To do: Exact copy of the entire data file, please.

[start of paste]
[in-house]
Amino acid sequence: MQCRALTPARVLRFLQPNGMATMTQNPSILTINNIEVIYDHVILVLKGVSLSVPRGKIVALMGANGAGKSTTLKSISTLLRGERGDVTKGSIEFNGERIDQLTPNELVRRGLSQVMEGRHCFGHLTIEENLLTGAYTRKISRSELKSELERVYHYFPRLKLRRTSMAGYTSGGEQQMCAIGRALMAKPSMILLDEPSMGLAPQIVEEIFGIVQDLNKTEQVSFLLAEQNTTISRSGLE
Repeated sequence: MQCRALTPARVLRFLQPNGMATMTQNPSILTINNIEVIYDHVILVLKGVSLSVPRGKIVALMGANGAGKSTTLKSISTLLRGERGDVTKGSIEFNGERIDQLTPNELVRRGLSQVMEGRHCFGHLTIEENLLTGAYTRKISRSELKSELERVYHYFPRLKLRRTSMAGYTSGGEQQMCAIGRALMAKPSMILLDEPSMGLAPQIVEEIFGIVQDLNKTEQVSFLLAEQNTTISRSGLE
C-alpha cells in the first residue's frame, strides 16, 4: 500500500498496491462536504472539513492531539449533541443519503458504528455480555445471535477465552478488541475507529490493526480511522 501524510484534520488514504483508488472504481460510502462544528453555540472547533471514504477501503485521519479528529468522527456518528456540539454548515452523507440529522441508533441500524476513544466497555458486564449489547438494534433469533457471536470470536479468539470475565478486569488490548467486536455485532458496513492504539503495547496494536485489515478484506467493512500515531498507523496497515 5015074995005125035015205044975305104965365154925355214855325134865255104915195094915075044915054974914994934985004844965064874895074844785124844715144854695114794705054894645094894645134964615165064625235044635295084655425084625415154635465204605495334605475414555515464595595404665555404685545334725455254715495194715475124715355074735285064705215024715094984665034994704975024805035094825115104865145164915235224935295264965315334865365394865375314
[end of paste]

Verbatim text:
[in-house]
Amino acid sequence: MQCRALTPARVLRFLQPNGMATMTQNPSILTINNIEVIYDHVILVLKGVSLSVPRGKIVALMGANGAGKSTTLKSISTLLRGERGDVTKGSIEFNGERIDQLTPNELVRRGLSQVMEGRHCFGHLTIEENLLTGAYTRKISRSELKSELERVYHYFPRLKLRRTSMAGYTSGGEQQMCAIGRALMAKPSMILLDEPSMGLAPQIVEEIFGIVQDLNKTEQVSFLLAEQNTTISRSGLE
Repeated sequence: MQCRALTPARVLRFLQPNGMATMTQNPSILTINNIEVIYDHVILVLKGVSLSVPRGKIVALMGANGAGKSTTLKSISTLLRGERGDVTKGSIEFNGERIDQLTPNELVRRGLSQVMEGRHCFGHLTIEENLLTGAYTRKISRSELKSELERVYHYFPRLKLRRTSMAGYTSGGEQQMCAIGRALMAKPSMILLDEPSMGLAPQIVEEIFGIVQDLNKTEQVSFLLAEQNTTISRSGLE
C-alpha cells in the first residue's frame, strides 16, 4: 500500500498496491462536504472539513492531539449533541443519503458504528455480555445471535477465552478488541475507529490493526480511522 501524510484534520488514504483508488472504481460510502462544528453555540472547533471514504477501503485521519479528529468522527456518528456540539454548515452523507440529522441508533441500524476513544466497555458486564449489547438494534433469533457471536470470536479468539470475565478486569488490548467486536455485532458496513492504539503495547496494536485489515478484506467493512500515531498507523496497515 5015074995005125035015205044975305104965365154925355214855325134865255104915195094915075044915054974914994934985004844965064874895074844785124844715144854695114794705054894645094894645134964615165064625235044635295084655425084625415154635465204605495334605475414555515464595595404665555404685545334725455254715495194715475124715355074735285064705215024715094984665034994704975024805035094825115104865145164915235224935295264965315334865365394865375314